Director Matthew Ross follows up his genre-splicing thriller Frank & Lola with Siberia, a more straightforward mix of suspense of romance. The film concerns Lucas Hill (Keanu Reeves), an American diamond trader whose business trip to Russia goes south almost immediately when his partner, Pyotr, can’t be found and he’s left to negotiate with an intimidating oligarch, Boris Volkov (Pasha D. Lychnikoff), using goods that may or may not be legitimate. As he becomes further enmeshed in a potential deadly situation, Hill also grows close with a local bar owner, Katya (Ana Ularu).
Ross focuses on either Hill’s business venture or romance with Katya for so long that the other plot loses its urgency, leaving the film’s overall structure feeling slack. Siberia belabors its narrative with repetitive elements like Hill coming into conflict with locals jealous of Katya’s interest in him, or of the trader leaving endless, angry voicemails to his unseen partner. Hill’s interactions with Katya tend to start as frosty, noirish exchanges between the two before the scene at hand abruptly cuts to them having sex.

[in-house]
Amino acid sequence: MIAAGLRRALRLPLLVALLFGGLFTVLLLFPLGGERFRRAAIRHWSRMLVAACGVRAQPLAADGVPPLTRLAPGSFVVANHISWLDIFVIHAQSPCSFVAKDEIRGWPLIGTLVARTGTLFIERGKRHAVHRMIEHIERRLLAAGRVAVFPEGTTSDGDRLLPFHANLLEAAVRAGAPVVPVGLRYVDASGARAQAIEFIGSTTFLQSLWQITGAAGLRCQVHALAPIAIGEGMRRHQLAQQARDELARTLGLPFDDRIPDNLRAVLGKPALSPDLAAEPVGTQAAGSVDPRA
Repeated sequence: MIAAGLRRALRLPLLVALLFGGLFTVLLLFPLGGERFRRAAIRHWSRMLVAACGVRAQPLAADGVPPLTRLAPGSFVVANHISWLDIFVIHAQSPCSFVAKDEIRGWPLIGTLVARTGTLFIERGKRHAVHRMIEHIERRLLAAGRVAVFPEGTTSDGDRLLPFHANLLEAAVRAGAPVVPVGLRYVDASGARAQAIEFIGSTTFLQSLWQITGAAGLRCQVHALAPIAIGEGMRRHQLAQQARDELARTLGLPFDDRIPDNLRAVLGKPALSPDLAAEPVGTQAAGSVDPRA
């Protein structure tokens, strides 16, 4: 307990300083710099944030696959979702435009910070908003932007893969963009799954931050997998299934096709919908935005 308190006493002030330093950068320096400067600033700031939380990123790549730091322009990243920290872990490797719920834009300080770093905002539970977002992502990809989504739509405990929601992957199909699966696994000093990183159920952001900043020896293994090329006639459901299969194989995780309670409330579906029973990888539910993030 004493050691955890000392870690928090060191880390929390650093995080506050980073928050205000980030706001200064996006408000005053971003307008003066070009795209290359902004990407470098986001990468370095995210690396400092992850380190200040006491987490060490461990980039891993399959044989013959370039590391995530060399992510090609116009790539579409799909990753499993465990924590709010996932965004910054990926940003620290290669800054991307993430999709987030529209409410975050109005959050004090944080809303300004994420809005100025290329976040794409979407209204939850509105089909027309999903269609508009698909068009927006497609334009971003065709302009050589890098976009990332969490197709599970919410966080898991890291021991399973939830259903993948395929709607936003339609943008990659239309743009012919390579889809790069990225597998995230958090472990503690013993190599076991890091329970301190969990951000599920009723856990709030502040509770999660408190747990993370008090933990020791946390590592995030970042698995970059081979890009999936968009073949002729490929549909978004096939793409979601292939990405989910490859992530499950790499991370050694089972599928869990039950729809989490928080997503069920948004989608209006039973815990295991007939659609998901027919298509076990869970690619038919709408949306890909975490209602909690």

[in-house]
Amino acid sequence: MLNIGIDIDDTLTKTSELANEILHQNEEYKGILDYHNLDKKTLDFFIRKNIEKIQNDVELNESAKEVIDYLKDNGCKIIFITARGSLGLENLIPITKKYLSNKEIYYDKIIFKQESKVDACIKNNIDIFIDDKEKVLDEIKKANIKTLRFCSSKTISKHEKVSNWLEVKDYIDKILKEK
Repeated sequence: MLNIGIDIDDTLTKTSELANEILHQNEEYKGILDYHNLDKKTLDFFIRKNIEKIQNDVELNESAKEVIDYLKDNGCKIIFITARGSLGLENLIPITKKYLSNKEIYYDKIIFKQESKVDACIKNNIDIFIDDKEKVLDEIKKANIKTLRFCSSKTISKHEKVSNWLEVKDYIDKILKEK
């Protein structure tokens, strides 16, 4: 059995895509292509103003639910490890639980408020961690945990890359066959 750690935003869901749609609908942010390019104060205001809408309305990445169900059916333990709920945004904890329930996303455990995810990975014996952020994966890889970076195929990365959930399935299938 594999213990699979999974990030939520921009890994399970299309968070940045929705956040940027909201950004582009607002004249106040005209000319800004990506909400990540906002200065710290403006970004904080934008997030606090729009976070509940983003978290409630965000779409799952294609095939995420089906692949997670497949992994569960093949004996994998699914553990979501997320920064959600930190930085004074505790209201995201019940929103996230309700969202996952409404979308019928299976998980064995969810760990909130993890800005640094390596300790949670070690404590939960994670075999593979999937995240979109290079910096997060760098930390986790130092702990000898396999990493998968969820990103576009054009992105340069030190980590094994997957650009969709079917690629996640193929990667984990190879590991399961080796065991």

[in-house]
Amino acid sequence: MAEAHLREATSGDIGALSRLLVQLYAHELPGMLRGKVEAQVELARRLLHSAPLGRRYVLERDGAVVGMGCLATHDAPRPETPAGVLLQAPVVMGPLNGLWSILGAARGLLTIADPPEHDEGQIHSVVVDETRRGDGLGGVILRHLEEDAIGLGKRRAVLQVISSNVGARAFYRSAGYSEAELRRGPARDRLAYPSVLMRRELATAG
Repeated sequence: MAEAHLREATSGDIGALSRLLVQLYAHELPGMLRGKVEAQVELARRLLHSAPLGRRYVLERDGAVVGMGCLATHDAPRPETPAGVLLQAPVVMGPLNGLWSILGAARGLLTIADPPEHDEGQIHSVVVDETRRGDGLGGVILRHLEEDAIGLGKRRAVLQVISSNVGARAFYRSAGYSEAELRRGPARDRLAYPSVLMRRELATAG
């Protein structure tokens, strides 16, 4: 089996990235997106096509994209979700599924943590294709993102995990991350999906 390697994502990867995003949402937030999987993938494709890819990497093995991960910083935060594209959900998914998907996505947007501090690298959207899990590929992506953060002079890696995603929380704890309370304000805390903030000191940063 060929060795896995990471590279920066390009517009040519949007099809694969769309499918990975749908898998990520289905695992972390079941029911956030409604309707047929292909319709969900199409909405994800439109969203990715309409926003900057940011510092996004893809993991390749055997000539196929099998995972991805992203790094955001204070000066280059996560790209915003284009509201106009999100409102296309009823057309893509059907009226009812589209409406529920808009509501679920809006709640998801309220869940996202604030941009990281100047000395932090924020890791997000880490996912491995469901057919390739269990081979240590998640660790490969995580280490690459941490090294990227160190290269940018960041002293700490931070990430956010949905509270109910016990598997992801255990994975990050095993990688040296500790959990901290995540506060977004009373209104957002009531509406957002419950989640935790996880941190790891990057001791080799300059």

Reeves, pulling from his work on the John Wick series, reacts to everything with grave stoicism, but where Wick is a hitman who’s been hardened by trauma, Hill is a more nebulous figure: clearly sharp-witted but nonetheless a more passive presence. As such, Hill’s unresponsiveness to the events and actions around him make the film seem even more leaden than it is.
Siberia has the tone and look of a direct-to-video feature, and some shots of Reeves are so waxen that the actor almost looks rotoscoped. Aggressive blue color timing gives the film a perfunctorily chilly tone that never communicates the bleakness of what it must be like to live in rural Russia in the winter. It also shares with the average DTV title a sense that nothing is being said. The various twists are all easy to spot and do nothing to challenge what we first learn about the characters, and for a film that tackles Russian oligarchs ruling territories like warlords while engaging in illegal trade, the whole thing feels bizarrely apolitical. Combined with its overriding lack of style or flair, Siberia is an inert bore that marks a step backward for its again-relevant star.